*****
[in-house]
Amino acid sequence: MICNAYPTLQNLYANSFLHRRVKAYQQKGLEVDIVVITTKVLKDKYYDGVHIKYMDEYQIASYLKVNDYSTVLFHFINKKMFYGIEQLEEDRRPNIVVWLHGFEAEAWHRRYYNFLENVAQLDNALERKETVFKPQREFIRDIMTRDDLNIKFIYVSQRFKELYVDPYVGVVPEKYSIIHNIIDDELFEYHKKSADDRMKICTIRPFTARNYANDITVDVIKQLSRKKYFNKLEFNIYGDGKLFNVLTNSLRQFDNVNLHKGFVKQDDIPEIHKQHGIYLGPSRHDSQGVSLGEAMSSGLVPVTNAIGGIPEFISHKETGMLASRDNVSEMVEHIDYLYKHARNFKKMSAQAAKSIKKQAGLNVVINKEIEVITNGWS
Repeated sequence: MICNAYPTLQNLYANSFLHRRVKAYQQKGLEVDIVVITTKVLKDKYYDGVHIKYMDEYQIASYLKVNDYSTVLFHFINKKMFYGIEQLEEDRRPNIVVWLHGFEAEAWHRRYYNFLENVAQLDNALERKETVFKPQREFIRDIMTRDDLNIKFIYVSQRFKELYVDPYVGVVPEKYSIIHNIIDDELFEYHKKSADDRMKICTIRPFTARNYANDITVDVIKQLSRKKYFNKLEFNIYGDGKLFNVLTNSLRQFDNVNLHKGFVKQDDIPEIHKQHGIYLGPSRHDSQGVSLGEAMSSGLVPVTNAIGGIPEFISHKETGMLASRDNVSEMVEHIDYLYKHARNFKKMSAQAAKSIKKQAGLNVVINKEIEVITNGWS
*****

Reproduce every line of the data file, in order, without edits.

[in-house]
Amino acid sequence: MICNAYPTLQNLYANSFLHRRVKAYQQKGLEVDIVVITTKVLKDKYYDGVHIKYMDEYQIASYLKVNDYSTVLFHFINKKMFYGIEQLEEDRRPNIVVWLHGFEAEAWHRRYYNFLENVAQLDNALERKETVFKPQREFIRDIMTRDDLNIKFIYVSQRFKELYVDPYVGVVPEKYSIIHNIIDDELFEYHKKSADDRMKICTIRPFTARNYANDITVDVIKQLSRKKYFNKLEFNIYGDGKLFNVLTNSLRQFDNVNLHKGFVKQDDIPEIHKQHGIYLGPSRHDSQGVSLGEAMSSGLVPVTNAIGGIPEFISHKETGMLASRDNVSEMVEHIDYLYKHARNFKKMSAQAAKSIKKQAGLNVVINKEIEVITNGWS
Repeated sequence: MICNAYPTLQNLYANSFLHRRVKAYQQKGLEVDIVVITTKVLKDKYYDGVHIKYMDEYQIASYLKVNDYSTVLFHFINKKMFYGIEQLEEDRRPNIVVWLHGFEAEAWHRRYYNFLENVAQLDNALERKETVFKPQREFIRDIMTRDDLNIKFIYVSQRFKELYVDPYVGVVPEKYSIIHNIIDDELFEYHKKSADDRMKICTIRPFTARNYANDITVDVIKQLSRKKYFNKLEFNIYGDGKLFNVLTNSLRQFDNVNLHKGFVKQDDIPEIHKQHGIYLGPSRHDSQGVSLGEAMSSGLVPVTNAIGGIPEFISHKETGMLASRDNVSEMVEHIDYLYKHARNFKKMSAQAAKSIKKQAGLNVVINKEIEVITNGWS